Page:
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10 of the Best Narrator and Audiobook Pairings of All Time
Posted by Hayley Igarashi on July 22, 2015



When famous voices collide with famous stories, we all win. So this summer, whether you're driving cross country or cruising at 30,000 feet, give your eyes a rest—and your ears a treat—with audiobooks narrated by some of your favorite actors.

(And in case you didn't know, you can listen to free audio samples for over 180,000 Audible titles on Goodreads! Just look for the Listen icon on the Goodreads book page.)


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BREAKFAST OF CHAMPIONS
Written by Kurt Vonnegut
Narrated by John Malkovich (Dangerous Liaisons, Being John Malkovich)

Suggested activities while listening: Wandering around a local arts festival, eating breakfast (too easy?), breaking down fourth walls


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READY PLAYER ONE
Written by Ernest Cline
Narrated by Wil Wheaton (Star Trek: The Next Generation, Stand by Me)

Suggested activities while listening: Visiting an immersive virtual world, hunting for obscure easter eggs, making the Kessel Run in less than twelve parsecs

*Bonus: Wheaton also narrates Cline's new book, Armada.


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BOSSYPANTS
Written by Tina Fey
Narrated by Tina Fey (Saturday Night Live, 30 Rock)

Suggested activities while listening: Shamelessly snacking, waking up from a stress dream, trying on your own own pair of metaphorical bossypants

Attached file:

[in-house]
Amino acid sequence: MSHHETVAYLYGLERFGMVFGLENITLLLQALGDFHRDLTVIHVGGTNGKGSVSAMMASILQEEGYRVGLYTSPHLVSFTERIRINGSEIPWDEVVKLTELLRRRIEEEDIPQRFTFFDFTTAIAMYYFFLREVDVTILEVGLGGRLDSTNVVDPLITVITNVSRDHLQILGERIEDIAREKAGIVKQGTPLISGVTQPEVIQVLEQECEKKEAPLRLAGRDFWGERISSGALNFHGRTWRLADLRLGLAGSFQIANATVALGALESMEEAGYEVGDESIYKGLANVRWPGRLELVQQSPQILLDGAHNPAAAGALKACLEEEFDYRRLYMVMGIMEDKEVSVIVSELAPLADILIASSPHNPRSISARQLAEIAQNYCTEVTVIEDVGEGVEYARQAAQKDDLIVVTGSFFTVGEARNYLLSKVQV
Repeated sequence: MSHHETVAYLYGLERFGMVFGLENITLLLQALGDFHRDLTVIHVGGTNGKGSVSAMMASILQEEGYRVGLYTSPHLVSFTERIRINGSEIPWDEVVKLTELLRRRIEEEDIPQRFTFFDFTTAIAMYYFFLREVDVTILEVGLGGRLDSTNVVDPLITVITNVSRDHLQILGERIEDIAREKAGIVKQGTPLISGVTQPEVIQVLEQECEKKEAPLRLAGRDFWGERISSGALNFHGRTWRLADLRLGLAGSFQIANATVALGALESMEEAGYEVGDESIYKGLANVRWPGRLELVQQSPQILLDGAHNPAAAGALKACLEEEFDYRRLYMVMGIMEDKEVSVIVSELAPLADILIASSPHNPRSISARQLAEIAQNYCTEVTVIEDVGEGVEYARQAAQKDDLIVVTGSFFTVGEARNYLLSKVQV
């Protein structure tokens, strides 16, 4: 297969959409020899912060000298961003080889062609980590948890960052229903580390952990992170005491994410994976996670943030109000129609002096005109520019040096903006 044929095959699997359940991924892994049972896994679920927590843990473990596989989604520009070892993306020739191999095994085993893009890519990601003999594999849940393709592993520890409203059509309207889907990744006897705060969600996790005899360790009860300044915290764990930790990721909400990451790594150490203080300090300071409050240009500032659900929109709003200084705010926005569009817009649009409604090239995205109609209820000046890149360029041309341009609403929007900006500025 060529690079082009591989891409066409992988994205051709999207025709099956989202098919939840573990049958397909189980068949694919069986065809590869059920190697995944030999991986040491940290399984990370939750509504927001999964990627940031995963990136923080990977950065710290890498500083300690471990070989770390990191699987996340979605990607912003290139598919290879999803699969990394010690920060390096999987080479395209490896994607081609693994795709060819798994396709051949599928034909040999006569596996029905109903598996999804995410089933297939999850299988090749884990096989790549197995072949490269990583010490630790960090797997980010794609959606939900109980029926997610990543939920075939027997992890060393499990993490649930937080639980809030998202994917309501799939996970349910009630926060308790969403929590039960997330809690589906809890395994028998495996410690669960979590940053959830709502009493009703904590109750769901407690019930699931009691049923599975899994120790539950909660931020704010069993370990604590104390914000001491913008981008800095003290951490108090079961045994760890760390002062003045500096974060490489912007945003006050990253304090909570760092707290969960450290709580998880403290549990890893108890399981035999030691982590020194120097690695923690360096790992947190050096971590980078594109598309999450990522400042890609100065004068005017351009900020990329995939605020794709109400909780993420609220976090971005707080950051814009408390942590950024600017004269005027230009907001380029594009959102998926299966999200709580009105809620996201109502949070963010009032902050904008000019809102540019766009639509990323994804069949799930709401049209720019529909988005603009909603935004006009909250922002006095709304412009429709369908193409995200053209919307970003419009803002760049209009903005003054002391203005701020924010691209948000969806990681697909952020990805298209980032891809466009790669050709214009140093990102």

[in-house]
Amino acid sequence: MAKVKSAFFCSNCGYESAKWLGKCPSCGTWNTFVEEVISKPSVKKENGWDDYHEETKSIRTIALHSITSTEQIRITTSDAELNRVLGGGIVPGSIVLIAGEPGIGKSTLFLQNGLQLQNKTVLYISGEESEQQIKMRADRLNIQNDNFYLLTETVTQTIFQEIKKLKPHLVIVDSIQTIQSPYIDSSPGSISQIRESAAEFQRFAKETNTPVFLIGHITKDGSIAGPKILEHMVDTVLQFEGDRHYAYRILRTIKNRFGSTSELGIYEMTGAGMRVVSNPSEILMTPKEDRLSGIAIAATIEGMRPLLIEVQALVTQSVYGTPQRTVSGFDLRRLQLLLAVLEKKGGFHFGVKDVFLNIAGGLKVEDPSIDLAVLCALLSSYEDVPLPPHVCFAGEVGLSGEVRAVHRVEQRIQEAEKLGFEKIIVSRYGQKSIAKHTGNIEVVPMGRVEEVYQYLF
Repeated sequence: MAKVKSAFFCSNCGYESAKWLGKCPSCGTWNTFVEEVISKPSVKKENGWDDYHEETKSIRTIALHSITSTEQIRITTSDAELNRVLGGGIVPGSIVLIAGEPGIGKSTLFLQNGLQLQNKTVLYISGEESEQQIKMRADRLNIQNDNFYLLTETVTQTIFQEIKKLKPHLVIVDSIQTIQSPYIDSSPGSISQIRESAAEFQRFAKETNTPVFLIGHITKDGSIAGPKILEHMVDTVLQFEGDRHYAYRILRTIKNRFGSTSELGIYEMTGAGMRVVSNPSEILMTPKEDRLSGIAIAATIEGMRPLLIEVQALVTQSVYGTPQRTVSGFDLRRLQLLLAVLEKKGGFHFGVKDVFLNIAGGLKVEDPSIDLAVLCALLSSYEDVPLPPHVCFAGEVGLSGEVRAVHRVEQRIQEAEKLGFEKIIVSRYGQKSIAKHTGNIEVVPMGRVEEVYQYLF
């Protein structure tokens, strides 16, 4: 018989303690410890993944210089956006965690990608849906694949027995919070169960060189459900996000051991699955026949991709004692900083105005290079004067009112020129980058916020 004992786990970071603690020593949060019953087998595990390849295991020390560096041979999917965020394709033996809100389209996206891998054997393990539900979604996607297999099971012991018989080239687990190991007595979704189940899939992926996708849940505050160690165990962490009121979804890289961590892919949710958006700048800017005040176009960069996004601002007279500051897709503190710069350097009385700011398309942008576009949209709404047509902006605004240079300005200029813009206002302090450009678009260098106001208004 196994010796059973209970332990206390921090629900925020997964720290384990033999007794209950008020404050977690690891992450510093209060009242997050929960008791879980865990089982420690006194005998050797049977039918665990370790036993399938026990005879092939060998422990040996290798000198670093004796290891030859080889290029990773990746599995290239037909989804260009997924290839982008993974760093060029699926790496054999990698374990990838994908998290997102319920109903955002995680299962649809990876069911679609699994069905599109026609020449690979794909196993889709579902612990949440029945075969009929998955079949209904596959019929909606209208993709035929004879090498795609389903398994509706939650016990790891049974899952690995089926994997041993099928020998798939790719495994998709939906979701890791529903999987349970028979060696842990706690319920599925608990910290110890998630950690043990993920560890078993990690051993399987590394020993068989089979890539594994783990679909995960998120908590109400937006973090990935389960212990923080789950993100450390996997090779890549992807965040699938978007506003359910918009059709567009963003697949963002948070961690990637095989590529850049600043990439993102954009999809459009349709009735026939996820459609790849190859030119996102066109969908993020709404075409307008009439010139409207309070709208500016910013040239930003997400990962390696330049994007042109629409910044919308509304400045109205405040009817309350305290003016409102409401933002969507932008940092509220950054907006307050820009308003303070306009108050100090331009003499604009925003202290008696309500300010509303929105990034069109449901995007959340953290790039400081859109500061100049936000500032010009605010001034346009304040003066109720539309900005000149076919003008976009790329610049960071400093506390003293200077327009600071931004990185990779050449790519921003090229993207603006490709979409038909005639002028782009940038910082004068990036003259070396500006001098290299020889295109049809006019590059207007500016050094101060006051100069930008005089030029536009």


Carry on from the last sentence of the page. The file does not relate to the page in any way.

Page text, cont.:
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THE HANDMAID'S TALE
Written by Margaret Atwood
Narrated by Claire Danes (My So-Called Life, Homeland)

Suggested activities while listening: Contemplating your identity within society, babysitting, sticking it to the man


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THE THINGS THEY CARRIED
Written by Tim O'Brien
Narrated by Bryan Cranston (Malcolm in the Middle, Breaking Bad)

Suggested activities while listening: Cleaning your closet or garage, heading to the dentist, avoiding political debates on Facebook


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TO KILL A MOCKINGBIRD
Written by Harper Lee
Narrated by Sissy Spacek (Carrie, Coal Miner's Daughter)

Suggested activities while listening: Driving through tired old towns, collecting gifts from reclusive neighbors, shooting all the blue jays you want (if you can hit 'em)

*Bonus: Reese Witherspoon narrates Lee's follow-up, Go Set a Watchman.


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NATIVE SON
Written by Richard Wright